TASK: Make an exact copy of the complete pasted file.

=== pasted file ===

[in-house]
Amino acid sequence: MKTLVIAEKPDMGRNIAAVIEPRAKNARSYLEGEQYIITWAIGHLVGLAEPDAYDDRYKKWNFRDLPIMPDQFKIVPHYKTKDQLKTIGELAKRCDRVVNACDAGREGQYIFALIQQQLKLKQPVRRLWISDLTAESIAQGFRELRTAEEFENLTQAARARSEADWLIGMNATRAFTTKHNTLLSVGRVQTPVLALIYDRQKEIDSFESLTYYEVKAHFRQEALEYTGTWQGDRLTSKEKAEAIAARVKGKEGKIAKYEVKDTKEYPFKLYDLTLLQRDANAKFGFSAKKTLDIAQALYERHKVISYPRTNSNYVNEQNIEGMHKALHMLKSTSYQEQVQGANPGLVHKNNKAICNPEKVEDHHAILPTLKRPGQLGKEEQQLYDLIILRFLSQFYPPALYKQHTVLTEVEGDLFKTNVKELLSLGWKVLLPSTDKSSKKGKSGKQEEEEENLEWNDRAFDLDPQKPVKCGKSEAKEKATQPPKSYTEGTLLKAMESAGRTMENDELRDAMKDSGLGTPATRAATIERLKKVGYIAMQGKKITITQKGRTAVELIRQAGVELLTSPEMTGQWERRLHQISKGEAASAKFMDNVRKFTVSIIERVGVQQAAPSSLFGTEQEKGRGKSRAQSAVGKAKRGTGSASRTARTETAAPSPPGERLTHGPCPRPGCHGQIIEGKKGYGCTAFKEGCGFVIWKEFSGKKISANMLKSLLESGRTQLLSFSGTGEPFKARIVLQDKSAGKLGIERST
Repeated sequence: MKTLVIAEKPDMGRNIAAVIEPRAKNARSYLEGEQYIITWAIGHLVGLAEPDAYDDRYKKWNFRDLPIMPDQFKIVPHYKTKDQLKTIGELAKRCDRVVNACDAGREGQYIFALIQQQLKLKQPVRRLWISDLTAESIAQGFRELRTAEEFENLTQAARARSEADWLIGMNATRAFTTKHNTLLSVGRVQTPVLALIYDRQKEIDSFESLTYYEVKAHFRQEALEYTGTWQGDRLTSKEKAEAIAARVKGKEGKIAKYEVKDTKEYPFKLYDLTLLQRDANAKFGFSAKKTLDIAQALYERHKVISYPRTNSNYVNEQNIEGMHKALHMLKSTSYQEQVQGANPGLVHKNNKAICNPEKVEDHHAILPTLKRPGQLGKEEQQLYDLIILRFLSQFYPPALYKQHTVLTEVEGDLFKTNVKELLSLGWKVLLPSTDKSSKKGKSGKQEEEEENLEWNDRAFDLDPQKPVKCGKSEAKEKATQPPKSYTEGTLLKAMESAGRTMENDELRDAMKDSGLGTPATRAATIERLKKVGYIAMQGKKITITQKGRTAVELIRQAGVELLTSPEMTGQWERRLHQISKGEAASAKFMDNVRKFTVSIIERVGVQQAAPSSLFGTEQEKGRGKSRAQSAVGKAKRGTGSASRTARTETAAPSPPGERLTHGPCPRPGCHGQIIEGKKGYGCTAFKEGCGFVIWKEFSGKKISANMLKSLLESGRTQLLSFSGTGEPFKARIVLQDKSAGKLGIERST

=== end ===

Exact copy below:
[in-house]
Amino acid sequence: MKTLVIAEKPDMGRNIAAVIEPRAKNARSYLEGEQYIITWAIGHLVGLAEPDAYDDRYKKWNFRDLPIMPDQFKIVPHYKTKDQLKTIGELAKRCDRVVNACDAGREGQYIFALIQQQLKLKQPVRRLWISDLTAESIAQGFRELRTAEEFENLTQAARARSEADWLIGMNATRAFTTKHNTLLSVGRVQTPVLALIYDRQKEIDSFESLTYYEVKAHFRQEALEYTGTWQGDRLTSKEKAEAIAARVKGKEGKIAKYEVKDTKEYPFKLYDLTLLQRDANAKFGFSAKKTLDIAQALYERHKVISYPRTNSNYVNEQNIEGMHKALHMLKSTSYQEQVQGANPGLVHKNNKAICNPEKVEDHHAILPTLKRPGQLGKEEQQLYDLIILRFLSQFYPPALYKQHTVLTEVEGDLFKTNVKELLSLGWKVLLPSTDKSSKKGKSGKQEEEEENLEWNDRAFDLDPQKPVKCGKSEAKEKATQPPKSYTEGTLLKAMESAGRTMENDELRDAMKDSGLGTPATRAATIERLKKVGYIAMQGKKITITQKGRTAVELIRQAGVELLTSPEMTGQWERRLHQISKGEAASAKFMDNVRKFTVSIIERVGVQQAAPSSLFGTEQEKGRGKSRAQSAVGKAKRGTGSASRTARTETAAPSPPGERLTHGPCPRPGCHGQIIEGKKGYGCTAFKEGCGFVIWKEFSGKKISANMLKSLLESGRTQLLSFSGTGEPFKARIVLQDKSAGKLGIERST
Repeated sequence: MKTLVIAEKPDMGRNIAAVIEPRAKNARSYLEGEQYIITWAIGHLVGLAEPDAYDDRYKKWNFRDLPIMPDQFKIVPHYKTKDQLKTIGELAKRCDRVVNACDAGREGQYIFALIQQQLKLKQPVRRLWISDLTAESIAQGFRELRTAEEFENLTQAARARSEADWLIGMNATRAFTTKHNTLLSVGRVQTPVLALIYDRQKEIDSFESLTYYEVKAHFRQEALEYTGTWQGDRLTSKEKAEAIAARVKGKEGKIAKYEVKDTKEYPFKLYDLTLLQRDANAKFGFSAKKTLDIAQALYERHKVISYPRTNSNYVNEQNIEGMHKALHMLKSTSYQEQVQGANPGLVHKNNKAICNPEKVEDHHAILPTLKRPGQLGKEEQQLYDLIILRFLSQFYPPALYKQHTVLTEVEGDLFKTNVKELLSLGWKVLLPSTDKSSKKGKSGKQEEEEENLEWNDRAFDLDPQKPVKCGKSEAKEKATQPPKSYTEGTLLKAMESAGRTMENDELRDAMKDSGLGTPATRAATIERLKKVGYIAMQGKKITITQKGRTAVELIRQAGVELLTSPEMTGQWERRLHQISKGEAASAKFMDNVRKFTVSIIERVGVQQAAPSSLFGTEQEKGRGKSRAQSAVGKAKRGTGSASRTARTETAAPSPPGERLTHGPCPRPGCHGQIIEGKKGYGCTAFKEGCGFVIWKEFSGKKISANMLKSLLESGRTQLLSFSGTGEPFKARIVLQDKSAGKLGIERST